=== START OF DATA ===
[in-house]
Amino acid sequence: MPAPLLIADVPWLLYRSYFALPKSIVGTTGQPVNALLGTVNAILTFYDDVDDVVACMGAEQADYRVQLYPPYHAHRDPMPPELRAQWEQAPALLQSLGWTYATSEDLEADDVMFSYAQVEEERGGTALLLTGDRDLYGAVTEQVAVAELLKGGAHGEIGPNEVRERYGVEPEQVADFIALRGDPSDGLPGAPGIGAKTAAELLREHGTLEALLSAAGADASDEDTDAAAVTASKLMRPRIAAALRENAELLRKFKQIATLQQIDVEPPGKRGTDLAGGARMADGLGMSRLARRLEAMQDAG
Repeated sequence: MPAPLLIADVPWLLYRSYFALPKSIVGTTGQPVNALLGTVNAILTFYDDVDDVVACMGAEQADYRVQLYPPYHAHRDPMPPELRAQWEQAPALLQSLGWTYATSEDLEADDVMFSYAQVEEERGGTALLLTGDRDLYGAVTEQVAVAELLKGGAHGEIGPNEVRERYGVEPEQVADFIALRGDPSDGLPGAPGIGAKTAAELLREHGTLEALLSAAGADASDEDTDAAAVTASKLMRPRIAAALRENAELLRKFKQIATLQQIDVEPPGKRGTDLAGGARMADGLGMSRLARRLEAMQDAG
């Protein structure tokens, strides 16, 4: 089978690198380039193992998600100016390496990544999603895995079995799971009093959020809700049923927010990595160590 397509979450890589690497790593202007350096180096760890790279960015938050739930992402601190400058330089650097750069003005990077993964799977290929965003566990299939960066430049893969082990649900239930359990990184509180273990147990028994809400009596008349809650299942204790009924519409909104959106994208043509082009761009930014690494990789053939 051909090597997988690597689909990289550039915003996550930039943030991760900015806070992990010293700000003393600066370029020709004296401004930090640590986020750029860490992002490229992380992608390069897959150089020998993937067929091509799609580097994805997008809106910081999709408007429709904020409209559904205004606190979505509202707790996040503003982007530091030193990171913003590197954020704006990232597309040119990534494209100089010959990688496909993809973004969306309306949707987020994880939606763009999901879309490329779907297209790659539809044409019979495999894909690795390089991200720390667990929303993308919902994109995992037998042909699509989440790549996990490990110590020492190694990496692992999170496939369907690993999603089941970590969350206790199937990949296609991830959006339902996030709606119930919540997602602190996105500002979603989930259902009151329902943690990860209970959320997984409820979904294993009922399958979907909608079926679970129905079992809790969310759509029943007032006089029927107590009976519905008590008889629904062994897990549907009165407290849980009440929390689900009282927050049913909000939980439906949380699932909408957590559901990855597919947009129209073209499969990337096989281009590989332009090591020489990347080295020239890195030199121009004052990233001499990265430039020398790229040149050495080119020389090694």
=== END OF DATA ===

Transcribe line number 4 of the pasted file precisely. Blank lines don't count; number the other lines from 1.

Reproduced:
């Protein structure tokens, strides 16, 4: 089978690198380039193992998600100016390496990544999603895995079995799971009093959020809700049923927010990595160590 397509979450890589690497790593202007350096180096760890790279960015938050739930992402601190400058330089650097750069003005990077993964799977290929965003566990299939960066430049893969082990649900239930359990990184509180273990147990028994809400009596008349809650299942204790009924519409909104959106994208043509082009761009930014690494990789053939 051909090597997988690597689909990289550039915003996550930039943030991760900015806070992990010293700000003393600066370029020709004296401004930090640590986020750029860490992002490229992380992608390069897959150089020998993937067929091509799609580097994805997008809106910081999709408007429709904020409209559904205004606190979505509202707790996040503003982007530091030193990171913003590197954020704006990232597309040119990534494209100089010959990688496909993809973004969306309306949707987020994880939606763009999901879309490329779907297209790659539809044409019979495999894909690795390089991200720390667990929303993308919902994109995992037998042909699509989440790549996990490990110590020492190694990496692992999170496939369907690993999603089941970590969350206790199937990949296609991830959006339902996030709606119930919540997602602190996105500002979603989930259902009151329902943690990860209970959320997984409820979904294993009922399958979907909608079926679970129905079992809790969310759509029943007032006089029927107590009976519905008590008889629904062994897990549907009165407290849980009440929390689900009282927050049913909000939980439906949380699932909408957590559901990855597919947009129209073209499969990337096989281009590989332009090591020489990347080295020239890195030199121009004052990233001499990265430039020398790229040149050495080119020389090694």